PLAYBILL BRIEF ENCOUNTER With Steve Kazee; Broadway's Once "Guy" Talks About Exiting the Hit

By Kenneth Jones
27 Mar 2013

Kazee and Cristin Milioti in the recording studio.
Photo by Joseph Marzullo/WENN

And in recent weeks did doctors put you on prednisone, for your vocal cord swelling?
SK: No, I've never been on prednisone, [Dr. Gwen Korovin] did not wanna put me on prednisone because of the blood vessel. The blood vessel makes it a little trickier. If it were just swelling of the vocal cord, then we could've probably done prednisone, but it's a common misconception in our business that prednisone is a cure-all . Prednisone doesn't actually treat the issue, prednisone just takes the swelling down. So let's say I take prednisone and I get back into the show and I'm singing the same way, I'm just gonna get back to the place that I was at —

Potentially still damaging your instrument.
SK: Right, exactly.

So, how do you move forward? What's coming up? Are you auditioning?
SK: Yeah, I'm auditioning. Not really for musicals. I'm keeping the singing down to the minimum at the current time. But as far as my vocal cords go at this time, I feel like I'm 80 or 90 percent. It's not a question of whether I was ever going to sing again or whether this was going to be a lasting issue. We always knew, I always knew, the producers always knew that I would get back to a place of being completely fine. The question was always, "Well, once I get back to 100 percent. Do I go back into the show and risk getting back to where I was at?" It was never: "Oh, is he gonna be OK?"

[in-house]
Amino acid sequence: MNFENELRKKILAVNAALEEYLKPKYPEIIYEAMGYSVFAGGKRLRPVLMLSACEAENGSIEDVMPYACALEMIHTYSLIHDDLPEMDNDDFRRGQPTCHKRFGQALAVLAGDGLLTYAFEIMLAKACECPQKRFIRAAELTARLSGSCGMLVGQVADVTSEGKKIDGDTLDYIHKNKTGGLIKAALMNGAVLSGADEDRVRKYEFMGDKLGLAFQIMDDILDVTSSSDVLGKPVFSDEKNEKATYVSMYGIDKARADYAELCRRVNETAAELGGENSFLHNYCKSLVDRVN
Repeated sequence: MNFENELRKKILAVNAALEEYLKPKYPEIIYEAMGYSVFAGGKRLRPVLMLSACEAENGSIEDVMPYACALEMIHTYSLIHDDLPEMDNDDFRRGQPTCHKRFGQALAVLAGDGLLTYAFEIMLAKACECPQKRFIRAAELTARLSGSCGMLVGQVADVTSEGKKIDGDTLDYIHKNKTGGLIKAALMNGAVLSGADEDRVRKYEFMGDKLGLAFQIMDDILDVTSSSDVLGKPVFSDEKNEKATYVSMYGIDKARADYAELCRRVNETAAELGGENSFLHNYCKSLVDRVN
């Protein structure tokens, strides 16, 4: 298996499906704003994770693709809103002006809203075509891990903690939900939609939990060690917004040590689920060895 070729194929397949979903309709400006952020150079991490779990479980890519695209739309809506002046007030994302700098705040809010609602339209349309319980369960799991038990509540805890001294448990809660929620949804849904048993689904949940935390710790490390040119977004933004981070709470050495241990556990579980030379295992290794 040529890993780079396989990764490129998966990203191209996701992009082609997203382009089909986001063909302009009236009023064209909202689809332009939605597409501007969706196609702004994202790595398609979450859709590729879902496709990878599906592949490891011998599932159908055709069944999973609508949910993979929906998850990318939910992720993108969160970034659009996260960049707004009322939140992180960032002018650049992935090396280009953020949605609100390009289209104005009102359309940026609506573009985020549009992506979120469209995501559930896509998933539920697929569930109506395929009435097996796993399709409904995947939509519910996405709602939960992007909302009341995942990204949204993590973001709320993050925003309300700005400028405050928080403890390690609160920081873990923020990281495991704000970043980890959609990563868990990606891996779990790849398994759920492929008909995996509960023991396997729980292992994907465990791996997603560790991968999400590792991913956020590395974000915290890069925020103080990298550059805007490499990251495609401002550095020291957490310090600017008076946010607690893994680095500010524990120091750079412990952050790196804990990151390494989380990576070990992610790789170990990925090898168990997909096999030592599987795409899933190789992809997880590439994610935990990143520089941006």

You disappeared from view. No social media.
SK: I think, unfortunately, a lot of people like to speculate on things. I think my absence from social media has only been adding to that speculation. When you're out of the show, that's a very hard thing for an actor. You feel as if you've done a disservice, so I didn't want to be seen as [being] out of the show but yet you're out tweeting, Facebooking, talking about this and talking about that, making it seem like I was just happy as a clam — 'cause I wasn't.

I was very upset with the whole situation and I felt very bad that people were coming to see me and I wasn't there. You feel a lot of pressure in that situation. You feel that being a part of a Tony Award-winning musical: You're there to be there, to perform! I made the decision, along with talking to the producers, talking to my own team of managers and agents, to just be quiet for awhile and to just lay low. I didn't want to be out and about in New York. I have basically been in my apartment for a month and a half.